What happens to people diagnosed with tuberculosis? A population-based cohort.
Epidemiology and infection 2007 ; 135: 1069-76.
PubMed ID : 17288641
PMCID : PMC2870683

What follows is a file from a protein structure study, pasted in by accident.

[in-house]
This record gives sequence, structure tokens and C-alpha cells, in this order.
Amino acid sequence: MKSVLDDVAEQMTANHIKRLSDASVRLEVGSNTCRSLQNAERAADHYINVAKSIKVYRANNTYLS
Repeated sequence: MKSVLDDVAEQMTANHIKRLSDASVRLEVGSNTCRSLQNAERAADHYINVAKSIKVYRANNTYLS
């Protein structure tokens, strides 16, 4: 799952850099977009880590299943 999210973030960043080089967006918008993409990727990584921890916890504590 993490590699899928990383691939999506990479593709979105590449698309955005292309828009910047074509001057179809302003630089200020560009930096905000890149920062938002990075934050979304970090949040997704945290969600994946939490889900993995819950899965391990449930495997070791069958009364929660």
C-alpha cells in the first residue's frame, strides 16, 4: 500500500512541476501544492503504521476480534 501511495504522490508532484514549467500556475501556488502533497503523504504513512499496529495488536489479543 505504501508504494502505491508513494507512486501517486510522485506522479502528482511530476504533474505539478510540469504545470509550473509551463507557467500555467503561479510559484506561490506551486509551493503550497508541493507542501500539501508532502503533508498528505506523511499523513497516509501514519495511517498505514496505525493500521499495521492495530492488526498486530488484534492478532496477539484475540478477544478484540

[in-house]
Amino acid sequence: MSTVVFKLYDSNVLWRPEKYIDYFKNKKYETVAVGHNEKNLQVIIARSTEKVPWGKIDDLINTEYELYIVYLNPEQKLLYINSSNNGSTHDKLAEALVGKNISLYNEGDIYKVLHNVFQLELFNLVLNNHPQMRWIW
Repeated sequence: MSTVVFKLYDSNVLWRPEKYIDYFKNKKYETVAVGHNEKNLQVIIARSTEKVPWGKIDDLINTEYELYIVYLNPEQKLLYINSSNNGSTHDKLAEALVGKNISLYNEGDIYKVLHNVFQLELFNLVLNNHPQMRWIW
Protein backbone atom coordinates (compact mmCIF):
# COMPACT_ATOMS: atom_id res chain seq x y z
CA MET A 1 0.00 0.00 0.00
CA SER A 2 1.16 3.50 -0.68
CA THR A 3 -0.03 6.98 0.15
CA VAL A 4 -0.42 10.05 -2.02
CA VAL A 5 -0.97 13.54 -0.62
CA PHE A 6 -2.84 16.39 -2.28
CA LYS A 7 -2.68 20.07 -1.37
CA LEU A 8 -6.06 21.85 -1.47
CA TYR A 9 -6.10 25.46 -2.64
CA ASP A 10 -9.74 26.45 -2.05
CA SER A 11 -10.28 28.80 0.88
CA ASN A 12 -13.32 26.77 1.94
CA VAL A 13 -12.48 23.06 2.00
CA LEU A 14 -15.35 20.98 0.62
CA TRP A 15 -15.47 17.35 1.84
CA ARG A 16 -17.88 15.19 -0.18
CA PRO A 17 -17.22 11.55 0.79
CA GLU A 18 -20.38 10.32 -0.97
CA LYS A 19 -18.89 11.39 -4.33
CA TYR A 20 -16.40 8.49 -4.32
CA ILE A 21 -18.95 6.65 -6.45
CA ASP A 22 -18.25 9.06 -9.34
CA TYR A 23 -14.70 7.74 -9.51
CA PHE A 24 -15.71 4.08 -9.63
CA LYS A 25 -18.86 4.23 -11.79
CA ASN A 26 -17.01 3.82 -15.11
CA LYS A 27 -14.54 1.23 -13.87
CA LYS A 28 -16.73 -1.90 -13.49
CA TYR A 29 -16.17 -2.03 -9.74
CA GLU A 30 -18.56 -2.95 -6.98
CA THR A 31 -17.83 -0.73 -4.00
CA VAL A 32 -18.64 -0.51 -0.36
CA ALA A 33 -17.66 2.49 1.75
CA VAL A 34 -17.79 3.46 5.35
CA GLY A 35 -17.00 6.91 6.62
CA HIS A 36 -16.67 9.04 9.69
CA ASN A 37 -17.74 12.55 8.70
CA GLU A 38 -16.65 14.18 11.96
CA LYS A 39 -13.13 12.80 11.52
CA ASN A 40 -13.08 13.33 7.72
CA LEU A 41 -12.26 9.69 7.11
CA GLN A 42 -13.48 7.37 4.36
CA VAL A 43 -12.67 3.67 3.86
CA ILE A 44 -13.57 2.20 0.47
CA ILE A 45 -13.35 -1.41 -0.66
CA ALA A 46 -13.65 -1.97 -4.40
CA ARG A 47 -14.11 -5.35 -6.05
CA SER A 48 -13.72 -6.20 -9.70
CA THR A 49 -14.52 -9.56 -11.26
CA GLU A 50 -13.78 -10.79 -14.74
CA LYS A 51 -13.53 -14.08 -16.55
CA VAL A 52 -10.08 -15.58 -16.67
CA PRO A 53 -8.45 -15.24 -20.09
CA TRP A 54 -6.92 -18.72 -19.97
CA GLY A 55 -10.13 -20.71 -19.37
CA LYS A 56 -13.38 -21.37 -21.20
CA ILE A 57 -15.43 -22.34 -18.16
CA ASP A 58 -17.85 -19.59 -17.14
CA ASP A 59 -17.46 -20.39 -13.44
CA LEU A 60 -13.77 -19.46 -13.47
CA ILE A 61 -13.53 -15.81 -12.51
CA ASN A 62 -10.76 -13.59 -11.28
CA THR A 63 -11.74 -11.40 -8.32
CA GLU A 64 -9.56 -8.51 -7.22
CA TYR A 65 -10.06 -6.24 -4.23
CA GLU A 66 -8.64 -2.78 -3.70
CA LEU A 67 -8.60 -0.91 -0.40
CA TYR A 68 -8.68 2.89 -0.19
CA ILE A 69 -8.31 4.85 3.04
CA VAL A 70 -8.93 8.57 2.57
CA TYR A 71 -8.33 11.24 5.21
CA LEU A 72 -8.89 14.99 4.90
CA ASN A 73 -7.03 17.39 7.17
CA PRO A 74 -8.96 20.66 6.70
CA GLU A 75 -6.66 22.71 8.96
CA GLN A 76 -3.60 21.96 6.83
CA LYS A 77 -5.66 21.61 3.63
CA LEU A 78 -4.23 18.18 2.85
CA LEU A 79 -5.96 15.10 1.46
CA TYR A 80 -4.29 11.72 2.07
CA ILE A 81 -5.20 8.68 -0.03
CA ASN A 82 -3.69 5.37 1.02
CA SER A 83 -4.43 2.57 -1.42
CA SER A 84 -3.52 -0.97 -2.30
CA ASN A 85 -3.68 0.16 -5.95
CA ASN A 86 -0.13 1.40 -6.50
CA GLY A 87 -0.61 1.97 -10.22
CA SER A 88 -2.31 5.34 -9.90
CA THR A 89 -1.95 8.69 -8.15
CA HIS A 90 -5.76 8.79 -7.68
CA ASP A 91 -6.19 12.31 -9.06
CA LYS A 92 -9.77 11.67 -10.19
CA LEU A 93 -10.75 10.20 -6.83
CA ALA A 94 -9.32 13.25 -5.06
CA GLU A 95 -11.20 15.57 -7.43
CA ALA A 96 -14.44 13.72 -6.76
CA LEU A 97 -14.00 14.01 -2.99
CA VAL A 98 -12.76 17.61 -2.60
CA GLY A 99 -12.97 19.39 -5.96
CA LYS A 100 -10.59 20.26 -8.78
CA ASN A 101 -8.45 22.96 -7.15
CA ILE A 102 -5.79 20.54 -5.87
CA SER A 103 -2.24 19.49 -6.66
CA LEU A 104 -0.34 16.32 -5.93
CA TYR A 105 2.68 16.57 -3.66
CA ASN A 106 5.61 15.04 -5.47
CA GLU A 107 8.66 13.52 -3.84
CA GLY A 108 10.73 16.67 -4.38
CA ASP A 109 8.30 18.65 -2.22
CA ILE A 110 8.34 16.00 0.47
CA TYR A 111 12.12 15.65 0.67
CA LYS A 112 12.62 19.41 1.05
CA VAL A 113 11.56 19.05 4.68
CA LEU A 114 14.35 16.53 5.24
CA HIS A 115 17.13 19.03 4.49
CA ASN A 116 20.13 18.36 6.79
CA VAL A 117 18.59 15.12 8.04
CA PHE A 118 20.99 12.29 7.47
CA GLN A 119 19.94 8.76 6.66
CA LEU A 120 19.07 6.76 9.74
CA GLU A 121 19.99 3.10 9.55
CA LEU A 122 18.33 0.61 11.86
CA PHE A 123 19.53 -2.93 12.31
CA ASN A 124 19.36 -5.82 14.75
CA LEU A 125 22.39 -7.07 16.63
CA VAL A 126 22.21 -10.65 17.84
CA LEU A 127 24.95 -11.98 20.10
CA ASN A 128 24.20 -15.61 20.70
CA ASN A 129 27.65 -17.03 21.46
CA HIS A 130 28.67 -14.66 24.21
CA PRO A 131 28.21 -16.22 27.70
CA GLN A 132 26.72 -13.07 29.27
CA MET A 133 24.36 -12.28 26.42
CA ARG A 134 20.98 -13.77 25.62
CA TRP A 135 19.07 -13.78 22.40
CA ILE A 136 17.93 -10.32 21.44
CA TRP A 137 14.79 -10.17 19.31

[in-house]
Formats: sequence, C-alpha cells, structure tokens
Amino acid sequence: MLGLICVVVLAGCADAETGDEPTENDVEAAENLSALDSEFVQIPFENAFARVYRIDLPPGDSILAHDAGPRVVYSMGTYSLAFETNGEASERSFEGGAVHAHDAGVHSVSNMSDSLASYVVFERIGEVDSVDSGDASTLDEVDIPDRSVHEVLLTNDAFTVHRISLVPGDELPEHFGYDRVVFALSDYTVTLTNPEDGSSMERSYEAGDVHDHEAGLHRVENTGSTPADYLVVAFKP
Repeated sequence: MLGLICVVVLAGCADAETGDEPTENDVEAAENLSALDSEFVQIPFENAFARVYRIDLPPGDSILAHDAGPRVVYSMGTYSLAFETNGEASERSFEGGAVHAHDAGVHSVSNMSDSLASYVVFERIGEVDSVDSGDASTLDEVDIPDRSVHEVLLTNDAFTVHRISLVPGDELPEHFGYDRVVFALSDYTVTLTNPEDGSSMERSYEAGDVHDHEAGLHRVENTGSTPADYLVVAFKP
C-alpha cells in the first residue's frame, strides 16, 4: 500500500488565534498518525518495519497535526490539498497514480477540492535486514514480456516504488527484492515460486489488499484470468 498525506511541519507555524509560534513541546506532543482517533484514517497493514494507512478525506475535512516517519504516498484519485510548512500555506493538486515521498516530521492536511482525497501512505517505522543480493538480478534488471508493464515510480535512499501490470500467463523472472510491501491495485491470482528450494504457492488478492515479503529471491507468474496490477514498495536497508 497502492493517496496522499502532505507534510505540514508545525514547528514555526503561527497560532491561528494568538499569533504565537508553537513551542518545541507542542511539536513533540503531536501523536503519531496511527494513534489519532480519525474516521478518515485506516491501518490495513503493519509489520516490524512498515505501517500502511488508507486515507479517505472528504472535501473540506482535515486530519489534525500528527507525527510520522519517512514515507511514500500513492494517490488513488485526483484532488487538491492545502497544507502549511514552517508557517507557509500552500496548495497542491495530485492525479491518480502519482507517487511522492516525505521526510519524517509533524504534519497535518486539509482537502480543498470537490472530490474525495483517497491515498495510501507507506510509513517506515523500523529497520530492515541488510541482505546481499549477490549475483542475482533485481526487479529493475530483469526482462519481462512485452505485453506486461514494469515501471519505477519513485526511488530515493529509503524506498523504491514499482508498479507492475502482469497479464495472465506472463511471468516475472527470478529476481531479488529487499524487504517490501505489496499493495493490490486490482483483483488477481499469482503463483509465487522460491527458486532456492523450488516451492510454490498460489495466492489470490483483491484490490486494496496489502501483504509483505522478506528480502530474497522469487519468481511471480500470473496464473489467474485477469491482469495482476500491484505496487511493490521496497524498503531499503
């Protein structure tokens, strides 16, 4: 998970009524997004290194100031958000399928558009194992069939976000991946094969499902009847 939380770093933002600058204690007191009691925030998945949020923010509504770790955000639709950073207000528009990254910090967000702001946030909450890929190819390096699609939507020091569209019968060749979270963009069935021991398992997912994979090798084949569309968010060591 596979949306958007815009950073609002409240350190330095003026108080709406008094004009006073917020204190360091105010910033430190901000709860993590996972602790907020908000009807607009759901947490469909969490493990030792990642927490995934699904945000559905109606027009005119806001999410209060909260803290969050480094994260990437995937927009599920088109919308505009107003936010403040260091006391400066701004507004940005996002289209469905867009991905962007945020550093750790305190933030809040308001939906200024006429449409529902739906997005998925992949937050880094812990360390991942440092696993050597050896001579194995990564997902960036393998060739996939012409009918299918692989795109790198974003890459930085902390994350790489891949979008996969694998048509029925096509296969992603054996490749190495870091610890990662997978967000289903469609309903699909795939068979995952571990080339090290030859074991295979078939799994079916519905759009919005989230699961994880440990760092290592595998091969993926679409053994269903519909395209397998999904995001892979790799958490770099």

We examined different patient outcomes following diagnosis of tuberculosis (TB). Incident cases were reported to the enhanced surveillance system in the East of England, between 2000 and 2003. For the 575 cases reported in 2001 and 2002, outcomes were assessed 1 year after initiating treatment. The crude clinical incidence rate of TB was 6.0 cases/100,000 person-years (pyr) [95% confidence interval (CI) 5.7-6.4], highest in the 25-29 years age group (14.9, 95% CI 12.9-17.1 cases/100,000 pyr) and among Black Africans (328.6, 95% CI 286.9-374.6 cases/100,000 pyr). Patients born abroad were 2.35 (95% CI 1.03-5.32) times more likely to be lost to follow-up than those born in the United Kingdom. Age at diagnosis (OR 1.05, 95% CI 1.04-1.07) and pulmonary disease (OR 2.73, 95% CI 1.21-6.15) were independently associated with mortality. Elderly patients and those with pulmonary TB appear to have worse outcomes despite treatment. Foreign-born patients may need closer follow-up to ensure favourable outcomes.